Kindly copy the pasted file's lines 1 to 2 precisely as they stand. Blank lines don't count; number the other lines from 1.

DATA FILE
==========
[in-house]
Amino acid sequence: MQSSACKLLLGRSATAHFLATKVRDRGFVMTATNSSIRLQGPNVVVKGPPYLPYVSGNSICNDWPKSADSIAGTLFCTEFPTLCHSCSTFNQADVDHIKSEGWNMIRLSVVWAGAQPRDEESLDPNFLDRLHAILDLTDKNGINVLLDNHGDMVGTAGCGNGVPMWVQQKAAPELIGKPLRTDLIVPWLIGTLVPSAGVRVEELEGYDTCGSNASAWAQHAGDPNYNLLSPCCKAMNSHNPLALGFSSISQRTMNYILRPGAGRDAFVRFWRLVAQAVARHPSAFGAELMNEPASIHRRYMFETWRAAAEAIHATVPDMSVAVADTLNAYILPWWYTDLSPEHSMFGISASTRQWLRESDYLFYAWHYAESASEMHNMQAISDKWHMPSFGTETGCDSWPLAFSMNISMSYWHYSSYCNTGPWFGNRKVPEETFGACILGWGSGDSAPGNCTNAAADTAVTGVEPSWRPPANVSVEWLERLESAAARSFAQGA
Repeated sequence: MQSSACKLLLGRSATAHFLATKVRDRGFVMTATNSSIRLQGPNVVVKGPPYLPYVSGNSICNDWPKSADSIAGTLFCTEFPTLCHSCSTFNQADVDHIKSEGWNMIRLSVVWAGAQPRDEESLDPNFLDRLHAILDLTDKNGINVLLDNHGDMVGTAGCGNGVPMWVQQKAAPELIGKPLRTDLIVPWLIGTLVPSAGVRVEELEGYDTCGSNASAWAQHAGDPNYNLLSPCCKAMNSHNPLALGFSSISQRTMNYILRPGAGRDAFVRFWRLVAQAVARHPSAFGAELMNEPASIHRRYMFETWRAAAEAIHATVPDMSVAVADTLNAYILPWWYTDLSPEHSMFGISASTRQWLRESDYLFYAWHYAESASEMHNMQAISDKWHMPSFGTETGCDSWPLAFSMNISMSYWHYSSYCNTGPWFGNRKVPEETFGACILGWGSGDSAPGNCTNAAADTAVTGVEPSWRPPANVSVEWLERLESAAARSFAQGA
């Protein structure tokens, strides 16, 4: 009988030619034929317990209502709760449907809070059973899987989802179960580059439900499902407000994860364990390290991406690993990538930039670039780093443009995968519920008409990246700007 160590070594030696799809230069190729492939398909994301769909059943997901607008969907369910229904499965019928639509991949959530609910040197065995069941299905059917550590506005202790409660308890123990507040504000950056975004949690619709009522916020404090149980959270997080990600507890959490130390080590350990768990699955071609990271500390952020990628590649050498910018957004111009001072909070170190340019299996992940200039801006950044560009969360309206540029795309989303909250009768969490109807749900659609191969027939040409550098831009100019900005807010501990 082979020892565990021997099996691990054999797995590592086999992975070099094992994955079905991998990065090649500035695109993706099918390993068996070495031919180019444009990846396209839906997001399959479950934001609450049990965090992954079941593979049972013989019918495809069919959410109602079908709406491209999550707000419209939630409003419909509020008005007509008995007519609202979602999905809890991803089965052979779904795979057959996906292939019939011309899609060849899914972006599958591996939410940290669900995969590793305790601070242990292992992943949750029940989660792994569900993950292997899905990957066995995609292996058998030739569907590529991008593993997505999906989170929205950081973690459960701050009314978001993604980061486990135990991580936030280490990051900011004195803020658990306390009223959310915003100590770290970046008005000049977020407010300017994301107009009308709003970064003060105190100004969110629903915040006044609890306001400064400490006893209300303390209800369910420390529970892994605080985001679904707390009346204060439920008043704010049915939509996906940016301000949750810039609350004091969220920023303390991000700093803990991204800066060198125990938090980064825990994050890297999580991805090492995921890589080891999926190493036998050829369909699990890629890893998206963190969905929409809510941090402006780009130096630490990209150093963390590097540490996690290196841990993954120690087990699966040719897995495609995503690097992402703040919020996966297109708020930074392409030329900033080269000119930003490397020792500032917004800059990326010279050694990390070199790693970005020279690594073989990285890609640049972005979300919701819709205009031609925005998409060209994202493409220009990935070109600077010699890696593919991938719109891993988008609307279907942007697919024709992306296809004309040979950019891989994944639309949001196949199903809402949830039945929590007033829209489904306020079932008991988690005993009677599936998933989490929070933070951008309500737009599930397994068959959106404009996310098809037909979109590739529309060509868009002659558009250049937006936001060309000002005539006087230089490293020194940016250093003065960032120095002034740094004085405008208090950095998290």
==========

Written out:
[in-house]
Amino acid sequence: MQSSACKLLLGRSATAHFLATKVRDRGFVMTATNSSIRLQGPNVVVKGPPYLPYVSGNSICNDWPKSADSIAGTLFCTEFPTLCHSCSTFNQADVDHIKSEGWNMIRLSVVWAGAQPRDEESLDPNFLDRLHAILDLTDKNGINVLLDNHGDMVGTAGCGNGVPMWVQQKAAPELIGKPLRTDLIVPWLIGTLVPSAGVRVEELEGYDTCGSNASAWAQHAGDPNYNLLSPCCKAMNSHNPLALGFSSISQRTMNYILRPGAGRDAFVRFWRLVAQAVARHPSAFGAELMNEPASIHRRYMFETWRAAAEAIHATVPDMSVAVADTLNAYILPWWYTDLSPEHSMFGISASTRQWLRESDYLFYAWHYAESASEMHNMQAISDKWHMPSFGTETGCDSWPLAFSMNISMSYWHYSSYCNTGPWFGNRKVPEETFGACILGWGSGDSAPGNCTNAAADTAVTGVEPSWRPPANVSVEWLERLESAAARSFAQGA